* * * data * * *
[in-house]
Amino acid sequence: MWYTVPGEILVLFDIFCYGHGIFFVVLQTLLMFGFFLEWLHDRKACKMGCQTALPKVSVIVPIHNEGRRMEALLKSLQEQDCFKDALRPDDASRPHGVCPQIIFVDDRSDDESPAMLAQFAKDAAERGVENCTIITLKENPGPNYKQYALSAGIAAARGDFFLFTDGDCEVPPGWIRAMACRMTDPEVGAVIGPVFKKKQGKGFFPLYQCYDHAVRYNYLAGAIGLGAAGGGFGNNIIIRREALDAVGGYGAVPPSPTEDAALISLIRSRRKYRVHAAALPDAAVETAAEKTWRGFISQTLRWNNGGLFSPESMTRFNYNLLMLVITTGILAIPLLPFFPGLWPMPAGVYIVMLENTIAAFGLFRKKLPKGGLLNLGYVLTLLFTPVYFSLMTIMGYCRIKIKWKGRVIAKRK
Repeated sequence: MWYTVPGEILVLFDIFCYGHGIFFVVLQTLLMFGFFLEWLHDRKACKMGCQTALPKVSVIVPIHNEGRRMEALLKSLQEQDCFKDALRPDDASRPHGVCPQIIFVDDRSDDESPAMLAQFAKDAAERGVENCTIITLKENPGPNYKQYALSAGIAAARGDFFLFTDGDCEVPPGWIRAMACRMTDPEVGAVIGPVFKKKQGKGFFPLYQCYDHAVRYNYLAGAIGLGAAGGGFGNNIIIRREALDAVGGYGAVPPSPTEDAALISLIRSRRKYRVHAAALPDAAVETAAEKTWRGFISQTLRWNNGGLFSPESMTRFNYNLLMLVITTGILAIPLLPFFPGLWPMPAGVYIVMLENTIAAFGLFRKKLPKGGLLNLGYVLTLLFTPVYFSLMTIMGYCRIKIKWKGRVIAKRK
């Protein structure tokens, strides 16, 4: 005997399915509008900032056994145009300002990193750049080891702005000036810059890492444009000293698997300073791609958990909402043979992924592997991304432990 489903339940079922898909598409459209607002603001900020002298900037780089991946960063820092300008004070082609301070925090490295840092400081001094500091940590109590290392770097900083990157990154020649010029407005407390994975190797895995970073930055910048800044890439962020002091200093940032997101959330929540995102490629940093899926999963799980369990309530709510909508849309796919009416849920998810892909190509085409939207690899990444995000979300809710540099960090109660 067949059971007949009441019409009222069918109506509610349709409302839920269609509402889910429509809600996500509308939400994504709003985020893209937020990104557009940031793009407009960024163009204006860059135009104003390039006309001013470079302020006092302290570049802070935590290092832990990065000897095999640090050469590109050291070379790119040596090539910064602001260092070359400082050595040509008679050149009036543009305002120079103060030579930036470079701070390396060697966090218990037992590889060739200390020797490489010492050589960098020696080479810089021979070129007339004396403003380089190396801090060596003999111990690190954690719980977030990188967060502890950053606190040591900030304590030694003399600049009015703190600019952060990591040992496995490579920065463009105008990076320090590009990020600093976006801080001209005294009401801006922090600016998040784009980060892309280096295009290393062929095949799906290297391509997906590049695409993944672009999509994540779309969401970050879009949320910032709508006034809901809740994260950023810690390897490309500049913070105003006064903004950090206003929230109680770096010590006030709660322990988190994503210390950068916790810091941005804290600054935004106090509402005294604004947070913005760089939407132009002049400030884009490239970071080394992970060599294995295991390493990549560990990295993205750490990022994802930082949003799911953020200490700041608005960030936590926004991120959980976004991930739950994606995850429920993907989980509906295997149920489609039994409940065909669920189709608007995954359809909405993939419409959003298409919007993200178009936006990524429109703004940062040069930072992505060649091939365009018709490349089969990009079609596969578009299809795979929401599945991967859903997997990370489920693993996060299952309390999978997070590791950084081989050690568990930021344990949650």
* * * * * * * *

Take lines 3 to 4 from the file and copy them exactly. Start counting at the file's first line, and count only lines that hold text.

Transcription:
Repeated sequence: MWYTVPGEILVLFDIFCYGHGIFFVVLQTLLMFGFFLEWLHDRKACKMGCQTALPKVSVIVPIHNEGRRMEALLKSLQEQDCFKDALRPDDASRPHGVCPQIIFVDDRSDDESPAMLAQFAKDAAERGVENCTIITLKENPGPNYKQYALSAGIAAARGDFFLFTDGDCEVPPGWIRAMACRMTDPEVGAVIGPVFKKKQGKGFFPLYQCYDHAVRYNYLAGAIGLGAAGGGFGNNIIIRREALDAVGGYGAVPPSPTEDAALISLIRSRRKYRVHAAALPDAAVETAAEKTWRGFISQTLRWNNGGLFSPESMTRFNYNLLMLVITTGILAIPLLPFFPGLWPMPAGVYIVMLENTIAAFGLFRKKLPKGGLLNLGYVLTLLFTPVYFSLMTIMGYCRIKIKWKGRVIAKRK
């Protein structure tokens, strides 16, 4: 005997399915509008900032056994145009300002990193750049080891702005000036810059890492444009000293698997300073791609958990909402043979992924592997991304432990 489903339940079922898909598409459209607002603001900020002298900037780089991946960063820092300008004070082609301070925090490295840092400081001094500091940590109590290392770097900083990157990154020649010029407005407390994975190797895995970073930055910048800044890439962020002091200093940032997101959330929540995102490629940093899926999963799980369990309530709510909508849309796919009416849920998810892909190509085409939207690899990444995000979300809710540099960090109660 067949059971007949009441019409009222069918109506509610349709409302839920269609509402889910429509809600996500509308939400994504709003985020893209937020990104557009940031793009407009960024163009204006860059135009104003390039006309001013470079302020006092302290570049802070935590290092832990990065000897095999640090050469590109050291070379790119040596090539910064602001260092070359400082050595040509008679050149009036543009305002120079103060030579930036470079701070390396060697966090218990037992590889060739200390020797490489010492050589960098020696080479810089021979070129007339004396403003380089190396801090060596003999111990690190954690719980977030990188967060502890950053606190040591900030304590030694003399600049009015703190600019952060990591040992496995490579920065463009105008990076320090590009990020600093976006801080001209005294009401801006922090600016998040784009980060892309280096295009290393062929095949799906290297391509997906590049695409993944672009999509994540779309969401970050879009949320910032709508006034809901809740994260950023810690390897490309500049913070105003006064903004950090206003929230109680770096010590006030709660322990988190994503210390950068916790810091941005804290600054935004106090509402005294604004947070913005760089939407132009002049400030884009490239970071080394992970060599294995295991390493990549560990990295993205750490990022994802930082949003799911953020200490700041608005960030936590926004991120959980976004991930739950994606995850429920993907989980509906295997149920489609039994409940065909669920189709608007995954359809909405993939419409959003298409919007993200178009936006990524429109703004940062040069930072992505060649091939365009018709490349089969990009079609596969578009299809795979929401599945991967859903997997990370489920693993996060299952309390999978997070590791950084081989050690568990930021344990949650």